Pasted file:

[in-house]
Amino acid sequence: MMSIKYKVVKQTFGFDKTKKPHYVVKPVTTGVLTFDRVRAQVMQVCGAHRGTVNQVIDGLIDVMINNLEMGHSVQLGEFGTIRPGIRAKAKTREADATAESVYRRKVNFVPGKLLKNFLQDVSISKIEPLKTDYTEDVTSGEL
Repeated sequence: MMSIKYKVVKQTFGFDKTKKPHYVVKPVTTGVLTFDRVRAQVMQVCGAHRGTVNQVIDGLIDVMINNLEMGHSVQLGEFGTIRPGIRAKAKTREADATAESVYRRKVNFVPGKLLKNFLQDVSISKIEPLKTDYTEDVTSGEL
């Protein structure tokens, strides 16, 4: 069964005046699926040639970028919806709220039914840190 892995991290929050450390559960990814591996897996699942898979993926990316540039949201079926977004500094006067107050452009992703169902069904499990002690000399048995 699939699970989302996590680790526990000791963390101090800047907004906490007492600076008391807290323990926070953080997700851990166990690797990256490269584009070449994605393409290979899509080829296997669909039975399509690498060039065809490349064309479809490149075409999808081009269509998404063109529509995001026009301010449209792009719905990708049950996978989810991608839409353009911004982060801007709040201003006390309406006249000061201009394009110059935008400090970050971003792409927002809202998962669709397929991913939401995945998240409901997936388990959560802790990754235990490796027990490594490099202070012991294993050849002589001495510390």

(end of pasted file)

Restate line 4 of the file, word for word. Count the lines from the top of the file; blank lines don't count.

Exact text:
């Protein structure tokens, strides 16, 4: 069964005046699926040639970028919806709220039914840190 892995991290929050450390559960990814591996897996699942898979993926990316540039949201079926977004500094006067107050452009992703169902069904499990002690000399048995 699939699970989302996590680790526990000791963390101090800047907004906490007492600076008391807290323990926070953080997700851990166990690797990256490269584009070449994605393409290979899509080829296997669909039975399509690498060039065809490349064309479809490149075409999808081009269509998404063109529509995001026009301010449209792009719905990708049950996978989810991608839409353009911004982060801007709040201003006390309406006249000061201009394009110059935008400090970050971003792409927002809202998962669709397929991913939401995945998240409901997936388990959560802790990754235990490796027990490594490099202070012991294993050849002589001495510390």